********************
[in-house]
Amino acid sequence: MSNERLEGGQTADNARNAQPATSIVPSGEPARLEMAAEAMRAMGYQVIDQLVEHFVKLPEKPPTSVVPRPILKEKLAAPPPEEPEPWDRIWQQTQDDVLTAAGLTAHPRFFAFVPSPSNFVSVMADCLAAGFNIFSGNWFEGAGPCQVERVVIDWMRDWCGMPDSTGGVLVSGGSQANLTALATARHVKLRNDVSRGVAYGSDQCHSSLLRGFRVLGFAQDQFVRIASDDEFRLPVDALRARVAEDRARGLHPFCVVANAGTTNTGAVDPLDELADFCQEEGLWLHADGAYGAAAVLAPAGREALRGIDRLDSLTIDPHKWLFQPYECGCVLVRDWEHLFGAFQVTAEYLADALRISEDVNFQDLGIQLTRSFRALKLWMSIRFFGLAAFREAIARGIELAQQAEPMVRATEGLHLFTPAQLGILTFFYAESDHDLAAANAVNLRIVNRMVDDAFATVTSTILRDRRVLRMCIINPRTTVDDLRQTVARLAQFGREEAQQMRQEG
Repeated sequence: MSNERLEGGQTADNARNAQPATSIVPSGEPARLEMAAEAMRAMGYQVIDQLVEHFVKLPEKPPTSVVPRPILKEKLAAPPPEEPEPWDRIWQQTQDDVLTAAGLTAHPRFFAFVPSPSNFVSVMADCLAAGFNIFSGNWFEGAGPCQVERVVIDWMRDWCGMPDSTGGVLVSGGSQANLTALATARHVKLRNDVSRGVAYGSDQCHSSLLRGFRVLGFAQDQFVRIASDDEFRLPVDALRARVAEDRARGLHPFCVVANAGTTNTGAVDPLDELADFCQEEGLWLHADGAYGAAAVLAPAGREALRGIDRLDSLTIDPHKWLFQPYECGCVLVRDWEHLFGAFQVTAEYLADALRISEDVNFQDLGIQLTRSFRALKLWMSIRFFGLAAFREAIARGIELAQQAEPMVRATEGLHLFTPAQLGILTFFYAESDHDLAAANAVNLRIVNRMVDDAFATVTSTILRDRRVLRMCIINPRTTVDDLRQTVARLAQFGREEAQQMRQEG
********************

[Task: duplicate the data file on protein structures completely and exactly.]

[in-house]
Amino acid sequence: MSNERLEGGQTADNARNAQPATSIVPSGEPARLEMAAEAMRAMGYQVIDQLVEHFVKLPEKPPTSVVPRPILKEKLAAPPPEEPEPWDRIWQQTQDDVLTAAGLTAHPRFFAFVPSPSNFVSVMADCLAAGFNIFSGNWFEGAGPCQVERVVIDWMRDWCGMPDSTGGVLVSGGSQANLTALATARHVKLRNDVSRGVAYGSDQCHSSLLRGFRVLGFAQDQFVRIASDDEFRLPVDALRARVAEDRARGLHPFCVVANAGTTNTGAVDPLDELADFCQEEGLWLHADGAYGAAAVLAPAGREALRGIDRLDSLTIDPHKWLFQPYECGCVLVRDWEHLFGAFQVTAEYLADALRISEDVNFQDLGIQLTRSFRALKLWMSIRFFGLAAFREAIARGIELAQQAEPMVRATEGLHLFTPAQLGILTFFYAESDHDLAAANAVNLRIVNRMVDDAFATVTSTILRDRRVLRMCIINPRTTVDDLRQTVARLAQFGREEAQQMRQEG
Repeated sequence: MSNERLEGGQTADNARNAQPATSIVPSGEPARLEMAAEAMRAMGYQVIDQLVEHFVKLPEKPPTSVVPRPILKEKLAAPPPEEPEPWDRIWQQTQDDVLTAAGLTAHPRFFAFVPSPSNFVSVMADCLAAGFNIFSGNWFEGAGPCQVERVVIDWMRDWCGMPDSTGGVLVSGGSQANLTALATARHVKLRNDVSRGVAYGSDQCHSSLLRGFRVLGFAQDQFVRIASDDEFRLPVDALRARVAEDRARGLHPFCVVANAGTTNTGAVDPLDELADFCQEEGLWLHADGAYGAAAVLAPAGREALRGIDRLDSLTIDPHKWLFQPYECGCVLVRDWEHLFGAFQVTAEYLADALRISEDVNFQDLGIQLTRSFRALKLWMSIRFFGLAAFREAIARGIELAQQAEPMVRATEGLHLFTPAQLGILTFFYAESDHDLAAANAVNLRIVNRMVDDAFATVTSTILRDRRVLRMCIINPRTTVDDLRQTVARLAQFGREEAQQMRQEG